Thomas Smet is offline   Reply With Quote
Old September 21st, 2007, 12:38 AM   #10
Major Player
 
Join Date: Nov 2006
Location: Victoria BC
Posts: 400
I should clarify, by flawed I meant tongue in cheek. ;)

HDV is great - go shoot!
__________________
Mac + Canon HV20
Robert Ducon is offline   Reply With Quote
Old September 21st, 2007, 05:41 AM   #11
Major Player
 
Join Date: Mar 2006
Location: Helsinki, Finland
Posts: 393
HDV IS better than dv in this regard that the resolution is so much higher it also has more color information. You can pretty much make a 4:4:4 DV image out of HDV.
Mikko Lopponen is offline   Reply With Quote
Old September 30th, 2007, 09:30 PM   #12
Inner Circle
 
Join Date: Jun 2003
Location: Toronto, Canada
Posts: 4,750
Quote:
All DVDs are 4:2:0, so this 'completely flawed' system is standard world-wide.
There are actually different 4:2:0 schemes, and they make a difference.

The first difference is between co-sited and interstitially-sited chroma.
--For co-sited, linear/triangle resampling is usually used. It suffers from generation loss, but has reasonably good quality.
--For interstitially-sited chroma, box resampling is usually used. It doesn't suffer from generation loss. In NLEs, it will recompress 1st generation material without generation loss.
So if you have a cross dissolve, most NLEs will only render the dissolve and not both sides of it. So you see 1st generation --> 2nd --> 1st. If there were noticeable generation loss, that would be a bad thing since you see a jarring jump from 1st to 2nd to 1st generation.
Box resampling doesn't suffer from that. But it has very poor 1st generation quality. The chroma looks boxy, whereas the linear approach smooths the chroma out (kind of like blur).

In practice, things get screwed up.
The standards for 4:2:2 formats call for co-sited chroma horizontally. For MPEG-2, it's co-sited horizontally and interstitially-sited vertically. Most cameras will follow the standards.
Most NLEs and compression codecs do not follow the standards- they tend to use something like box resampling (or nearest neighbour... which is worse) for both dimensions.
Most decoders (on the viewer's end) will assume co-sited chroma and do linear resampling.
So you can end up with a mismash of chroma resampling schemes, effectively causing the chroma to get shifted 0.5 (or ~1.0) pixels in some cases. And you can get the poor quality of box resampling (on either its encoding or decoding side).

Though these artifacts are not too bad.

2- As Thomas touches upon, interlaced images screw things up. The long explanation is in here:
http://www.hometheaterhifi.com/volum...ug-4-2001.html
(That article took me some time to figure out / understand.)

The oversimplified answer is that interlaced 4:2:0 effectively performs similarly to 4:1:1.

3- What you see on your NLE's preview screen is not what you get!!

NLE codecs tend to use box resampling, which looks terrible and passes the chroma through (for that particular chroma scheme format). The viewer's decoder will likely use linear resampling, where the chroma look better.

So encode to MPEG2 from your NLE, and use a DVD player like powerDVD (software) or a hardware DVD player (ones where you stick a physical DVD into them). This is a somewhat better representation of what the viewer will see (*though you can run into scaling artifacts if the display doesn't do 1:1 pixels).

4- Chroma subsampling artifacts get worse the more saturated your colors are (saturated as in more pure). Most real world scenes don't contain extremely saturated colors and you don't really have a problem. Titles can be problematic.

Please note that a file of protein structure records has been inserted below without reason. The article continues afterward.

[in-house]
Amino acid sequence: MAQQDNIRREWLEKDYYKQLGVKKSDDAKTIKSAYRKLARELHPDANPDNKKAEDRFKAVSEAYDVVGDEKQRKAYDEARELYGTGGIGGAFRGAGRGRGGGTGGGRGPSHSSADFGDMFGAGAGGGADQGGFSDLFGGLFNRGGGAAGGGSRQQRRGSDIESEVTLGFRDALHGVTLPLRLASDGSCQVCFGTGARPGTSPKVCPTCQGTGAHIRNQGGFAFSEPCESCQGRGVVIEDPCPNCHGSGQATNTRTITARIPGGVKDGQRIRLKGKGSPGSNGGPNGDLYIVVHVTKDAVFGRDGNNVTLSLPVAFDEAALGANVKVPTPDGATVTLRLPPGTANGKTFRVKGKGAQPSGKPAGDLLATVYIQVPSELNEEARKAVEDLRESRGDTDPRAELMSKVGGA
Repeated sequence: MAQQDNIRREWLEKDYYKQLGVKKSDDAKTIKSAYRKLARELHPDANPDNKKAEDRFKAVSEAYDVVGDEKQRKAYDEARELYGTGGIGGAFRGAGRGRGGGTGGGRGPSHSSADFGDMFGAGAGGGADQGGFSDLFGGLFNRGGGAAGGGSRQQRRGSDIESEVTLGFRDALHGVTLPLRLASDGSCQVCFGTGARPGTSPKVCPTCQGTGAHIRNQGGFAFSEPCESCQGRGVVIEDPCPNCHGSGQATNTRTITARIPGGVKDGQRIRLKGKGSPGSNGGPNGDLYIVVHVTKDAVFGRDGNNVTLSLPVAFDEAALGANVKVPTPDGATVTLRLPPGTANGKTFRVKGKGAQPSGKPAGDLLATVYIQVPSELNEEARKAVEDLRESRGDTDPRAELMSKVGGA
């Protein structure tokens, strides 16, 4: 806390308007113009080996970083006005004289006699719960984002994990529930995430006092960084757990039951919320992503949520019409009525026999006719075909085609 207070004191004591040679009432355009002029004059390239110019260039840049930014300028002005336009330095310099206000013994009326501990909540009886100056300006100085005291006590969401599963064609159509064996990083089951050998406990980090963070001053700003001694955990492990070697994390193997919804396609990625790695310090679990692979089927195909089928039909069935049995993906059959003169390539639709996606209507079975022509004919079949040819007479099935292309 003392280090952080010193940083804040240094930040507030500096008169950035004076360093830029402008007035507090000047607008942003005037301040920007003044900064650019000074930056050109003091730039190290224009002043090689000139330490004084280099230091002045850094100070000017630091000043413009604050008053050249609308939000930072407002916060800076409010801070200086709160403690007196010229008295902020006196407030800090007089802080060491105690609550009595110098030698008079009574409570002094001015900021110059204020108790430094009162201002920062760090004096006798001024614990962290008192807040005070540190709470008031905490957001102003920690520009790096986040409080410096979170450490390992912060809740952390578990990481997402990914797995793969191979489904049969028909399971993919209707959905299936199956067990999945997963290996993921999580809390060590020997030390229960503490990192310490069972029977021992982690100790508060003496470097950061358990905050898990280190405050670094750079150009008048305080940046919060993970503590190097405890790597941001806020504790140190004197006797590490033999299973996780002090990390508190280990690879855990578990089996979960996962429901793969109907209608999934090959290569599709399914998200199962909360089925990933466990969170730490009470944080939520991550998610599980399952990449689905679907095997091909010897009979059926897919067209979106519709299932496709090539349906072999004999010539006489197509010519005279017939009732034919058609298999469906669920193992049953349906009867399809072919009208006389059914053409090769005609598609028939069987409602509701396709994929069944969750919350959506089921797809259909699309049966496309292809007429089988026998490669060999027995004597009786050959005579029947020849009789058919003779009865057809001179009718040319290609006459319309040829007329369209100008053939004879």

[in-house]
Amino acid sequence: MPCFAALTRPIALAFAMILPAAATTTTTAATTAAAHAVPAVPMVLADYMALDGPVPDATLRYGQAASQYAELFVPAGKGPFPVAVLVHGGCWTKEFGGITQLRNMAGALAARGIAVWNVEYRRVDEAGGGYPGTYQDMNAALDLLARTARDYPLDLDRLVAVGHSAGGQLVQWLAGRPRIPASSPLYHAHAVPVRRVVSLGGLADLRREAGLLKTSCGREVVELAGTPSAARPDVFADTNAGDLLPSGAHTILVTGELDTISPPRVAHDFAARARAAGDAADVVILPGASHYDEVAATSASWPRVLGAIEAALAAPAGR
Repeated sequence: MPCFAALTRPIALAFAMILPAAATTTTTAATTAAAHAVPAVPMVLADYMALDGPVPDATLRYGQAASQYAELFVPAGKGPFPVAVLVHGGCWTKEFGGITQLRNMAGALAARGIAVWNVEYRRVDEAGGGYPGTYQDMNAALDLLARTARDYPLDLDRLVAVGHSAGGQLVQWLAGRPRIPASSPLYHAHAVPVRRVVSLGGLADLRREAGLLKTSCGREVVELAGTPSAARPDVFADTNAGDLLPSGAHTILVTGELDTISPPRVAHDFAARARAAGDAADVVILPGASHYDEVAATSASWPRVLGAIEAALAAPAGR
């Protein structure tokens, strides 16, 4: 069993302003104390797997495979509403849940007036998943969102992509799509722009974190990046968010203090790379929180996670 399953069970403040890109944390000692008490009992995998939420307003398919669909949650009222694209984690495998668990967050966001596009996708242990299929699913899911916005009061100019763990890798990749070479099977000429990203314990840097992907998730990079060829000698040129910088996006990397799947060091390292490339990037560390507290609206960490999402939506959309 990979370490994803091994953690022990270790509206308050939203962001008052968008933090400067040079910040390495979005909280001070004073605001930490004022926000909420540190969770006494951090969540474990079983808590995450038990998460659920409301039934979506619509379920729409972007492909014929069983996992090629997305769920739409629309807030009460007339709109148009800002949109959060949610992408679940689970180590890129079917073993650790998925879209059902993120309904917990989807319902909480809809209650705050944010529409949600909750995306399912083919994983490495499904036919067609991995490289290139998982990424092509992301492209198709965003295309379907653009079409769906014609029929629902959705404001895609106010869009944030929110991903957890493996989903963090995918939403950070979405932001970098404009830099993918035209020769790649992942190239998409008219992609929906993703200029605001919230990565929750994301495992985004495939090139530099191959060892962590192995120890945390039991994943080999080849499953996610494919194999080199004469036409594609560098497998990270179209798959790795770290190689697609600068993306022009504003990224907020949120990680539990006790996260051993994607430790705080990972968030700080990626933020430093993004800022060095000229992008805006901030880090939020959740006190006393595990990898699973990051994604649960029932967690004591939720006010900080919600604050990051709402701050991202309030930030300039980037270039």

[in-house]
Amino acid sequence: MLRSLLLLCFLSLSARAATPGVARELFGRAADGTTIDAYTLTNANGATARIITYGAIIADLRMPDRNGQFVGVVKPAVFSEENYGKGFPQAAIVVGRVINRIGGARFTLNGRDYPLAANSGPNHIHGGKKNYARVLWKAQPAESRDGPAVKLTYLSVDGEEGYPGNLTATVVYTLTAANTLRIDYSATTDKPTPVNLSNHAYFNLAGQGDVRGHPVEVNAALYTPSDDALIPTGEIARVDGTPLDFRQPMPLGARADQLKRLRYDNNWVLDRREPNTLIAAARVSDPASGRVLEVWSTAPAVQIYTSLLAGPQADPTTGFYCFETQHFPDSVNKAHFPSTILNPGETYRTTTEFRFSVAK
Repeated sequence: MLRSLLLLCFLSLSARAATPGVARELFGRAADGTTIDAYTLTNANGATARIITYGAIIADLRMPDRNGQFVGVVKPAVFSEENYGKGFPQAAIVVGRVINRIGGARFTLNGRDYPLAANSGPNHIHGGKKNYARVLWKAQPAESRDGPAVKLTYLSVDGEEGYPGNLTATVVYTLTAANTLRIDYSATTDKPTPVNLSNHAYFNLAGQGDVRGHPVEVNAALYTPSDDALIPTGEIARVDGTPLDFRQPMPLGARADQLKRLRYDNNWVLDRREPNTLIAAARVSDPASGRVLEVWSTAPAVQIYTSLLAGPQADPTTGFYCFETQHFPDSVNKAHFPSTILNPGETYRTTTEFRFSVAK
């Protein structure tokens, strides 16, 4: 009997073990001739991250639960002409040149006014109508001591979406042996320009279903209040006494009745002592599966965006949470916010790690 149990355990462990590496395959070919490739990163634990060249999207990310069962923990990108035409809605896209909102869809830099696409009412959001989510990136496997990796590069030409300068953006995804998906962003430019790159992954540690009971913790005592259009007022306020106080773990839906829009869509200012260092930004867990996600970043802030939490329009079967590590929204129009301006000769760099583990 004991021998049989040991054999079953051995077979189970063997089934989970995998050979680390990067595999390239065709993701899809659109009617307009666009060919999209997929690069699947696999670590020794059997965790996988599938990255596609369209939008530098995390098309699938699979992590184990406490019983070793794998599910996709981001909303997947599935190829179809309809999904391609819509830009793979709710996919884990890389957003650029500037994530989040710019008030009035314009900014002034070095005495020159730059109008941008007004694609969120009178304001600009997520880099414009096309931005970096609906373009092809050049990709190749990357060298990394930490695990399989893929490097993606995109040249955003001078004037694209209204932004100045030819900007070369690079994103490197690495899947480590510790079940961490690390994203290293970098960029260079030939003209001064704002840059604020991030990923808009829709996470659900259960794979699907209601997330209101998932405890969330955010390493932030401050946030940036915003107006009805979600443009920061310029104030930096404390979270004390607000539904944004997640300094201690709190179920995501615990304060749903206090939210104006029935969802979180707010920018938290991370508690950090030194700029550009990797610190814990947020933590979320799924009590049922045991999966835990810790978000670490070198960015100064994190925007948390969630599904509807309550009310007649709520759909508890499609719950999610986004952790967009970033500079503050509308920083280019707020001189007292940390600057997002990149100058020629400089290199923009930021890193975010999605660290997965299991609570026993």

4b- The 4:1:1 and interlaced 4:2:0 schemes are too much chroma subsampling IMO... and it's also inefficient compression. Preferably you would avoid those schemes. Though you can get pretty good results from those formats, given enough time in post (e.g. the "carnival of rust" music video looks amazing and was shot on HDV).

Last edited by Glenn Chan; October 1st, 2007 at 01:30 AM.
Glenn Chan is offline   Reply With Quote
Old October 1st, 2007, 01:11 AM   #13
Trustee
 
Join Date: Mar 2007
Location: Sherman Oaks, CA
Posts: 1,259
So does this mean that 24P works better with 4:2:0 than 60i does?
Peter Moretti is offline   Reply With Quote
Old October 1st, 2007, 01:30 AM   #14
Inner Circle
 
Join Date: Jun 2003
Location: Toronto, Canada
Posts: 4,750
Quote:
So does this mean that 24P works better with 4:2:0 than 60i does?
Yes, as long as you're using a progressive chroma scheme.

In the HV20, this may or may not be happening. AFAIK the HV20 doesn't record 24p material without adding pulldown to it. The result is a 60i stream... where you should be using an interlaced chroma scheme.

Not all Hollywood releases are actually made that way. They might be put onto a 60i format and they may not bother removing the pulldown.

2- Granted, it's hard to tell what's going on since this JPEG has its own 4:2:0 chroma subsampling. (Decoding of that chroma differs between codecs... e.g. photoshop and firefox give different results.)
Glenn Chan is offline   Reply
Reply

DV Info Net refers all where-to-buy and where-to-rent questions exclusively to these trusted full line dealers and rental houses...

Professional Video
(800) 833-4801
Portland, OR

B&H Photo Video
(866) 521-7381
New York, NY

Z.G.C.
(973) 335-4460
Mountain Lakes, NJ

Abel Cine Tech
(888) 700-4416
N.Y. NY & L.A. CA

Precision Camera
(800) 677-1023
Austin, TX

DV Info Net also encourages you to support local businesses and buy from an authorized dealer in your neighborhood.
  You are here: DV Info Net > Canon EOS / MXF / AVCHD / HDV / DV Camera Systems > Canon XA and VIXIA Series AVCHD Camcorders > Canon VIXIA Series AVCHD and HDV Camcorders

Thread Tools Search this Thread
Search this Thread:

Advanced Search

 



Google
 

All times are GMT -6. The time now is 12:47 AM.


DV Info Net -- Real Names, Real People, Real Info!
1998-2017 The Digital Video Information Network